La Cucaracha
Dancing Pirate
Don Q Son of Zorro
Dr. No
The Emerald Forest
The Emperor's New Groove
End of the Spear
For the Common Defense!
Fun in Acapulco
The Gaucho
The Girl from Rio
Grand Slam
The Gringo in Mañanaland
The Heart of Texas Ryan
Herbie Goes Bananas
The In-Laws
It's All True
Jungle 2 Jungle
Kill Bill: Vol. 2
The Lady from Shanghai
The Long Goodbye
The Lost World
Marathon Man
The Mark of Zorro (1920)
The Mark of Zorro (1940)
The Mask of Zorro
Melody Time
Men with Guns
Moon Over Parador
My Best Fiend
Nacho Libre
The Naked Jungle
Now, Voyager
Only Angels Have Wings
Out of the Past
El patrullero
The Pilgrim
"Pluto and the Armadillo"
¡Que Viva México!
Raiders of the Lost Ark
Road to Rio
Rio Rita
Romancing the Stone
The Royal Hunt of the Sun
Saludos Amigos
Secret of the Incas
A Show of Force
Something New
South of the Border
The Swarm
¡Three Amigos!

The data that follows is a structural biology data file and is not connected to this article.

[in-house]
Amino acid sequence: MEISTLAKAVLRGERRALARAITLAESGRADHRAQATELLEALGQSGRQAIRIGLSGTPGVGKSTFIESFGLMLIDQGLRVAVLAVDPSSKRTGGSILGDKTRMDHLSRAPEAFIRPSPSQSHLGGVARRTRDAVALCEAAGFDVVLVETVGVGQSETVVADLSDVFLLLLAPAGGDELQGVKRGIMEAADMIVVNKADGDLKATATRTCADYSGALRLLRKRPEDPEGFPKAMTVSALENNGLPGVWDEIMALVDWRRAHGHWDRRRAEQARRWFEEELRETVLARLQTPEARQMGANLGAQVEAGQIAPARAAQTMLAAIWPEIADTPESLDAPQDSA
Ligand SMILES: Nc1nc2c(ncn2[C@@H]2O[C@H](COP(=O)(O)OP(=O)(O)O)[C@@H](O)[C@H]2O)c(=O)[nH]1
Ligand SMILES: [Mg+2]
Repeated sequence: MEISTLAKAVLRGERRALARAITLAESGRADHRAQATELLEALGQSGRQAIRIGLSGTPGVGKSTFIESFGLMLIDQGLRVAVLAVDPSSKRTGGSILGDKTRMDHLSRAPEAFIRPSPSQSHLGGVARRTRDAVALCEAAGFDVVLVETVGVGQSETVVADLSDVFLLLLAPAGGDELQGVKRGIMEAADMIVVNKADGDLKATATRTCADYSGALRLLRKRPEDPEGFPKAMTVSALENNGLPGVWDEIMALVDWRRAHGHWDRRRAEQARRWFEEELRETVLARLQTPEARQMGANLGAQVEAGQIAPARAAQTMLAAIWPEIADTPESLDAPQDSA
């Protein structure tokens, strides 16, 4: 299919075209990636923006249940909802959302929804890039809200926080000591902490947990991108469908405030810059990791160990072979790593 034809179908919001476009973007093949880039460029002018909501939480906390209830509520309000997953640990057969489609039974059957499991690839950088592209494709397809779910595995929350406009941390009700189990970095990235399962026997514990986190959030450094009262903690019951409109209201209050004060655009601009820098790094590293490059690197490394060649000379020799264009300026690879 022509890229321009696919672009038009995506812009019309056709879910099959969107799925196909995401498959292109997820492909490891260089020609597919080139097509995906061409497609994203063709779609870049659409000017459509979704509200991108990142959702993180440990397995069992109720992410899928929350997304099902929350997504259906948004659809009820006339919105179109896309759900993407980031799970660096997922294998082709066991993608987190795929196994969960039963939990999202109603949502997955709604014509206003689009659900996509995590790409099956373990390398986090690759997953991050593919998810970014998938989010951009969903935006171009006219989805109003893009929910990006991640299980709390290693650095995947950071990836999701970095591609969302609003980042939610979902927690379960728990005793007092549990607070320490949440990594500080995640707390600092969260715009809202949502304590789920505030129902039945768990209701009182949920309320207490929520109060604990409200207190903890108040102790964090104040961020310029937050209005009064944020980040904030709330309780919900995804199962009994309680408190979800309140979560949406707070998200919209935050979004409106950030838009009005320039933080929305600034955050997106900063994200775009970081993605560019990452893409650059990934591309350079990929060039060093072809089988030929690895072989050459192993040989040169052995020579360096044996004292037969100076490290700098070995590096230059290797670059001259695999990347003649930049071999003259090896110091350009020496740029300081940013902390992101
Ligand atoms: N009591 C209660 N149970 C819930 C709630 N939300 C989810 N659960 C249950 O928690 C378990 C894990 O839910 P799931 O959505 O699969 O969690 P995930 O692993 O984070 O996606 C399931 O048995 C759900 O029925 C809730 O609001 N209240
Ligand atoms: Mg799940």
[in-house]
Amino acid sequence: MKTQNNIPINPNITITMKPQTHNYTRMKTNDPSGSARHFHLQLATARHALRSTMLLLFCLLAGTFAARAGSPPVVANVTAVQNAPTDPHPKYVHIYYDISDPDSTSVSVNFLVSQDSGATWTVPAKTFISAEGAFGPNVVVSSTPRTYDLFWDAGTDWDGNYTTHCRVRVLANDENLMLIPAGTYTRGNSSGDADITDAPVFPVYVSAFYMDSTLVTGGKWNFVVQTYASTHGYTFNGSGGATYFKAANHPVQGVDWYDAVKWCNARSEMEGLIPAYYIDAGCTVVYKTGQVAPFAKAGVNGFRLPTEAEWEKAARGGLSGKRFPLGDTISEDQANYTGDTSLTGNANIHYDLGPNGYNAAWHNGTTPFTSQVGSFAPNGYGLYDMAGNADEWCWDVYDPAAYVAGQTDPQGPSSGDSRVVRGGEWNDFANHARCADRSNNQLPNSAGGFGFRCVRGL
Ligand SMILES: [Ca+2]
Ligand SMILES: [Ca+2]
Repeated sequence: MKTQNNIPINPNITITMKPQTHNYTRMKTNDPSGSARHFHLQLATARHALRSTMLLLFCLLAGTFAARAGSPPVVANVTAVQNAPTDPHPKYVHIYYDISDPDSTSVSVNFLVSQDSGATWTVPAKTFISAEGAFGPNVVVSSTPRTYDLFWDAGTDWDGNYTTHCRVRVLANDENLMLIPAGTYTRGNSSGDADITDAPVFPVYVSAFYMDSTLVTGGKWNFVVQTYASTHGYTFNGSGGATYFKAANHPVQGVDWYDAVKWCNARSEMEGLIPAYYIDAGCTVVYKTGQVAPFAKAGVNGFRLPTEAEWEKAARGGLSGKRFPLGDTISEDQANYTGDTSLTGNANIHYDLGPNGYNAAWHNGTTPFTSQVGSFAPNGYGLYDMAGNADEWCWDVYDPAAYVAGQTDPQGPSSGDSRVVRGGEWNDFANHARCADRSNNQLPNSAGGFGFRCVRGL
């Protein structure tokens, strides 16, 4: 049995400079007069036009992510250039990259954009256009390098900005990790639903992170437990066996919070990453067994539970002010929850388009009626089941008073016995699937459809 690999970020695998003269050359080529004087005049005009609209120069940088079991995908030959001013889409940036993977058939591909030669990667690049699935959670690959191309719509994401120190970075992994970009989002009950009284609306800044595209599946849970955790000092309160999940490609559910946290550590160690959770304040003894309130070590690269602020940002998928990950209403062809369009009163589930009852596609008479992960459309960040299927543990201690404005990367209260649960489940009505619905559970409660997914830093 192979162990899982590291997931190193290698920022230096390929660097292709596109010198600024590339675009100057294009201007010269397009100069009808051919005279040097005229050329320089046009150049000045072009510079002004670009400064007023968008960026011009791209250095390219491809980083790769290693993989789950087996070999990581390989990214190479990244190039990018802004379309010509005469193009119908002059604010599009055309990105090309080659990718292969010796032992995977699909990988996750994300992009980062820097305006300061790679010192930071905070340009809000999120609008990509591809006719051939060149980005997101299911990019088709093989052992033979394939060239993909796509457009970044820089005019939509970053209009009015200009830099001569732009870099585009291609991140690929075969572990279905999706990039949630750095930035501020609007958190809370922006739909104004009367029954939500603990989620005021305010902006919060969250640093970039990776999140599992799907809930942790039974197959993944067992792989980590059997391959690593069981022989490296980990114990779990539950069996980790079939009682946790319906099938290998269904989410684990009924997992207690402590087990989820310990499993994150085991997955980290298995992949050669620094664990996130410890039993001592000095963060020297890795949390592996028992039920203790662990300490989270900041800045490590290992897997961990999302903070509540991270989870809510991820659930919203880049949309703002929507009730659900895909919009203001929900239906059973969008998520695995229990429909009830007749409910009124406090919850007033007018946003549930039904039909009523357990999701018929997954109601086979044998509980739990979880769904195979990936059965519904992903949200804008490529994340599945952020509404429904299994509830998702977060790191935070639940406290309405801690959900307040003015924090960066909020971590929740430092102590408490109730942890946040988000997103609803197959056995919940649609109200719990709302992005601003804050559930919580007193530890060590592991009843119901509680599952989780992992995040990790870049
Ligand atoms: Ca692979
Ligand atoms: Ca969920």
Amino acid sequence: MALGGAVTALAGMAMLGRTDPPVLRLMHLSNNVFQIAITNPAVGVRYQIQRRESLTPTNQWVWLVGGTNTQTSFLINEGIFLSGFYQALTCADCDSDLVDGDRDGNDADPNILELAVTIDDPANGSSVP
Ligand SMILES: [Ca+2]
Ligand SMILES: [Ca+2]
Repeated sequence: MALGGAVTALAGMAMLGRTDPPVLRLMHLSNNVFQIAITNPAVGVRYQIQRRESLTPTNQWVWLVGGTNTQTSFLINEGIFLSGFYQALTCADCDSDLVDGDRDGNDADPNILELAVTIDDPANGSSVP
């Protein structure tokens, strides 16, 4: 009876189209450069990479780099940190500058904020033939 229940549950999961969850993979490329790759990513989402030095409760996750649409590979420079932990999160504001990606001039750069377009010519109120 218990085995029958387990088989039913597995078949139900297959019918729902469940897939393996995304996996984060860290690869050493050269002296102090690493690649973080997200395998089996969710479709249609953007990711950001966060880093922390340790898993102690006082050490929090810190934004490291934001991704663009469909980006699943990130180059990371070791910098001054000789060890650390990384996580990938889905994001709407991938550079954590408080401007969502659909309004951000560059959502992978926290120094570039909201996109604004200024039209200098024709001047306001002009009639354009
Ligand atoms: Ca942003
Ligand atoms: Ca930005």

The Three Caballeros
Tigrero: A Film That Was Never Made
Touch of Evil
Under Fire
The Undefeated
Vera Cruz
Viva Knievel!
The Wrong Guy
Zorro Rides Again
Zorro's Fighting Legion
Zorro, the Gay Blade


American Me
The Americano
La Bamba
Blame it on Rio
Brenda Starr
Captain Ron
Dance with Me
A Date with Judy
A Day without a Mexican
Dirty Dancing: Havana Nights
Doll Face
Emanuella and the Last Cannibals
The Forbidden Dance is Lambada
Forever Darling
Four Jills in a Jeep
The Long, Long Trailer
Le Magnifique
Mexicali Rose
A Million to Juan
The Mission
Mi Vida Loca
The Mosquito Coast
Next Stop Wonderland
One-Eyed Jacks
One Night in the Tropics
Real Women Have Curves
Tequila Sunrise
That Night in Rio
Too Many Girls